Designing the Igalia Chats Logo

Published 9 months, 3 weeks past

One of the things I’ve been doing at Igalia of late is podcasting with Brian Kardell.  It’s called “Igalia Chats”, and last week, I designed it a logo.  I tried out a number of different ideas, ran them past the Communication team for feedback, and settled on this one.

The Igalia Chats logo, which combines the official full Igalia logo of a many-colored circle and the name of the company with the word “Chats” below the logo in a slightly larger font size than that used for the name of the company.  Next to them is a large stylized icon of a microphone.  
D&AD Awards committee, you know where to find me.

And there you have it, the first logo I’ve designed in… well, in quite a while.  My work this time around was informed by a few things.

  • Podcast apps, sites, etc.  expect a square image for the podcast’s logo.  This doesn’t mean you have to make the visible part of it square, exactly, but it does mean any wide-and-short logo will simultaneously feel cramped and lost in a vast void.  Or maybe just very far away.  The version shown in this post is not the square version, because this is not a podcast app and because I could.  The square version just adds more empty whitespace at the top and bottom, anyway.
  • I couldn’t really alter the official logo in any major way: the brand guidelines are pretty strong and shouldn’t be broken without collective approval.  Given the time that would take, I decided to just work with the logo as-is, and think about possible variants (say, the microphone icon in the blank diamond of the logo) in a later stage.  I did think about just not using the official logo at all, but that felt like it would end up looking too generic.  Besides, we hav e a pretty nifty logo there, so why not use it?
  • A typeface for the word “Chats” that works well with Igalia’s official logo.  I used Etelka, which is a font we already use on the web site, and I think is the basis of the semi-serifed letters in the official logo anyway.  Though I could be wrong about that; while I definitely have opinions about typefaces these days, I’m not very good at identifying them, or being able to distinguish between two similar fonts.  Call it typeface blindness.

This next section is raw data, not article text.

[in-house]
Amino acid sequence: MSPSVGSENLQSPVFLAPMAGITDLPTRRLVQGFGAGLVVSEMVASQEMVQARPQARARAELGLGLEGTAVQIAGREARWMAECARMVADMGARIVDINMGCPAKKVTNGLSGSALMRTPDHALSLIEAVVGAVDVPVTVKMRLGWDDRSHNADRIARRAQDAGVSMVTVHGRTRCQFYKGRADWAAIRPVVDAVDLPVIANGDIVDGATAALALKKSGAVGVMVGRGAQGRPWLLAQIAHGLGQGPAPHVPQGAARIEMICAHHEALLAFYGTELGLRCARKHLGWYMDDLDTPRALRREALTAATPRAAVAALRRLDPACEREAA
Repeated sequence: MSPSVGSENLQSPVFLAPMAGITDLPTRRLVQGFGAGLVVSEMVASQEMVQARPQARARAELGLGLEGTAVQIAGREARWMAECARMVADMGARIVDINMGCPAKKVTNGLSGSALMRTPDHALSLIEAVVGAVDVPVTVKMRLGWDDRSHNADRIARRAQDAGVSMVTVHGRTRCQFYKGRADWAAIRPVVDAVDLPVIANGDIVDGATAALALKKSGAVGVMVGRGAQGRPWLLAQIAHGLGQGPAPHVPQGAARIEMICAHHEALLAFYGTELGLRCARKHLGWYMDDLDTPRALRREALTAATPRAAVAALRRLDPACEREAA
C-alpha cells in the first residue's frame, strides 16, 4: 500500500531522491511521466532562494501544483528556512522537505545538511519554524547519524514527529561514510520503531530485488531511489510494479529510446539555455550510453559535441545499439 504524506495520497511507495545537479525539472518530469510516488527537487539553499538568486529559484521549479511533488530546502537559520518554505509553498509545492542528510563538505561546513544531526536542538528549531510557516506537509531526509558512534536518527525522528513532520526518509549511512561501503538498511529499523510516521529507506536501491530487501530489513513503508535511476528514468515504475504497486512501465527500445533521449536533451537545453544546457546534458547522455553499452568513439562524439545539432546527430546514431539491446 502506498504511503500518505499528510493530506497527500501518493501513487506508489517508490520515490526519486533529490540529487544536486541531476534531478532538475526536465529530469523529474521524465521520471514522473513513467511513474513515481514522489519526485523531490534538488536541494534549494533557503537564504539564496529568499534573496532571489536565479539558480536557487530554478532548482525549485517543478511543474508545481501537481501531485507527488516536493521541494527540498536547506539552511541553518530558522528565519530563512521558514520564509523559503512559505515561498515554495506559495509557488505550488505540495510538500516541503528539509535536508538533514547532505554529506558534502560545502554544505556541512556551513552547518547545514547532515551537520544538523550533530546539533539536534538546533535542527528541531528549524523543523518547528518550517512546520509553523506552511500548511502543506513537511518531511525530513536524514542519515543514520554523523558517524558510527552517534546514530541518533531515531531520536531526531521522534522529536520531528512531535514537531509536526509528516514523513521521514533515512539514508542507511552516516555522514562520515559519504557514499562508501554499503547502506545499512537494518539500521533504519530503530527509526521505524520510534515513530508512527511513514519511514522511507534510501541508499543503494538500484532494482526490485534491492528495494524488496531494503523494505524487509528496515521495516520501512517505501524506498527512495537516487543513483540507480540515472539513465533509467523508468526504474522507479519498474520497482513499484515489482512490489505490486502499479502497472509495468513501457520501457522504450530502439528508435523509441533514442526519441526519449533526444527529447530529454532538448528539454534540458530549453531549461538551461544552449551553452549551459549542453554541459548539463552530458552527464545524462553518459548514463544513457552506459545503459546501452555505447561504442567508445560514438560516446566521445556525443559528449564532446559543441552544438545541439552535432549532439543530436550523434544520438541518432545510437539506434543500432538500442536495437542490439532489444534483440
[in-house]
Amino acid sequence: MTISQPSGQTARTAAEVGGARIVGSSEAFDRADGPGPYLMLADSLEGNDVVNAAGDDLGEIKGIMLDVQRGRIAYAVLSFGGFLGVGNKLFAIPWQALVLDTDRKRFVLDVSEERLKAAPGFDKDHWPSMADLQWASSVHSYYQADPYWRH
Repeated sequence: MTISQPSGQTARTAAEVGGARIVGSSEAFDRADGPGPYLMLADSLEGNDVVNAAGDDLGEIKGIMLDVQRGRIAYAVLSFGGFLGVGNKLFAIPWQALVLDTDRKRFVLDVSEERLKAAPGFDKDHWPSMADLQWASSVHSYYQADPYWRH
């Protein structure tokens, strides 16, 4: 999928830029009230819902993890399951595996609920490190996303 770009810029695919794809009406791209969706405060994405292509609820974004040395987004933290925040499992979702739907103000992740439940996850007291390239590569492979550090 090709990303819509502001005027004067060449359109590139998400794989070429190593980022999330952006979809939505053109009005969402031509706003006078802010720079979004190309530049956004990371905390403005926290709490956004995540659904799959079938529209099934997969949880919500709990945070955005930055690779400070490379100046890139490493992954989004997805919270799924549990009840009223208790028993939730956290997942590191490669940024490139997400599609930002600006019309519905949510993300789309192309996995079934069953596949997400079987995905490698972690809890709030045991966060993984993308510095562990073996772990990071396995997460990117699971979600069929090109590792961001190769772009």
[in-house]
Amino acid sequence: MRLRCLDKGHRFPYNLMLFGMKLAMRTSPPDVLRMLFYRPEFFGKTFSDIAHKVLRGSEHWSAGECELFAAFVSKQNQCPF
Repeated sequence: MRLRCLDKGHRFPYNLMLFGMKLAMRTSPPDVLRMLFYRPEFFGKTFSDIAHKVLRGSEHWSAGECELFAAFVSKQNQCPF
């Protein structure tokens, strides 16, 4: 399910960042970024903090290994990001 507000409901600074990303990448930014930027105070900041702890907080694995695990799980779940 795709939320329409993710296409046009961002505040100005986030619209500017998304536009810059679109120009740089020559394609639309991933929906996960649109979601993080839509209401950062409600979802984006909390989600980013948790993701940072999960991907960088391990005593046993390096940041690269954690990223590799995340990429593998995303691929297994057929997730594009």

• Using open-source resources where possible; thus, the microphone icon came from The Noun Project.  I then modified it a bit (rounded the linecaps, shortened the pickup’s brace) to balance its visual weight with the rest of the design, and not crowd the letters too much.  I also added a subtle vertical gradient to the icon, which helped the word “Chats” to stand out a little more.  Gotta make the logo pop, donchaknow?

There are probably some adjustments I’ll make after a bit of time, but I was determined not to let perfect be the enemy of shipping.  As for how I came to create the logo, you’re probably thinking fancy CSS Grid layout and custom fonts and all that jazz, but no, I just dumped everything into Keynote and fiddled with ideas until I had some I liked.  It’s not a fantastic environment for this sort of work, I expect, but it’s Good Enough For Me™.

So, if you’re subscribed to Igalia Chats via your listening channel of choice, you should be seeing a new logo.  If you aren’t subscribed… try us, won’t you?  Brian and I talk about a lot of web-related stuff with a lot of really interesting people  —  most recently, with Kilian Valkhof about the web development application Polypane, with Stephen Shankland about undersea data cables, with Zach Leatherman about open-source work and funding, and many more.  Plus sometimes we just talk with each other about what’s new in Web land, things like Google Baseline or huge WebKit updates.  And, yes, sometimes we talk about what Igalia is up to, like our work on the Servo engine or the Steam Deck.

This is one of the things I quite enjoy about working for Igalia  —  the way I can draw upon all the things I’ve learned over my many (many) years to create different things.  A logo last week, a thumbnail-building tool the week before, writing news posts, recording podcasts, doing audio production, figuring out transcription technology, and on and on and on.  It can sometimes be frustrating in the way all work can be, but it rarely gets boring. (And if that sounds good to you, we are hiring for a number of roles!)


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